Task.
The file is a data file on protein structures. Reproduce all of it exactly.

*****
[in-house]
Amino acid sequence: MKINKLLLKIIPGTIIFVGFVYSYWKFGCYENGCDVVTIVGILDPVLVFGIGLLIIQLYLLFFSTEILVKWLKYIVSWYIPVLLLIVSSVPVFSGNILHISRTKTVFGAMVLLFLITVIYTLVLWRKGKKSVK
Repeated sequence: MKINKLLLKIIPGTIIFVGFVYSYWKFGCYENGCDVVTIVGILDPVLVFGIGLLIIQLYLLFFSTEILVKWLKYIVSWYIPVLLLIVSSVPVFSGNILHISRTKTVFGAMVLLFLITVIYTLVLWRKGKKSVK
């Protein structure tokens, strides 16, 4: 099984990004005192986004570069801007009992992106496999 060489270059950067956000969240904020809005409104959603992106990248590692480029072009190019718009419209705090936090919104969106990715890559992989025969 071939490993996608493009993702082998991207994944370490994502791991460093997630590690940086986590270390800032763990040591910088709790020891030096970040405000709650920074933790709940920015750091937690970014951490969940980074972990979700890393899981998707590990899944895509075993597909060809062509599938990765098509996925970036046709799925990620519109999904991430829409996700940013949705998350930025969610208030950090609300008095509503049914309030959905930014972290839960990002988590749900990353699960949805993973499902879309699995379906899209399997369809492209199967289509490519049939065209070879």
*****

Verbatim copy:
[in-house]
Amino acid sequence: MKINKLLLKIIPGTIIFVGFVYSYWKFGCYENGCDVVTIVGILDPVLVFGIGLLIIQLYLLFFSTEILVKWLKYIVSWYIPVLLLIVSSVPVFSGNILHISRTKTVFGAMVLLFLITVIYTLVLWRKGKKSVK
Repeated sequence: MKINKLLLKIIPGTIIFVGFVYSYWKFGCYENGCDVVTIVGILDPVLVFGIGLLIIQLYLLFFSTEILVKWLKYIVSWYIPVLLLIVSSVPVFSGNILHISRTKTVFGAMVLLFLITVIYTLVLWRKGKKSVK
């Protein structure tokens, strides 16, 4: 099984990004005192986004570069801007009992992106496999 060489270059950067956000969240904020809005409104959603992106990248590692480029072009190019718009419209705090936090919104969106990715890559992989025969 071939490993996608493009993702082998991207994944370490994502791991460093997630590690940086986590270390800032763990040591910088709790020891030096970040405000709650920074933790709940920015750091937690970014951490969940980074972990979700890393899981998707590990899944895509075993597909060809062509599938990765098509996925970036046709799925990620519109999904991430829409996700940013949705998350930025969610208030950090609300008095509503049914309030959905930014972290839960990002988590749900990353699960949805993973499902879309699995379906899209399997369809492209199967289509490519049939065209070879």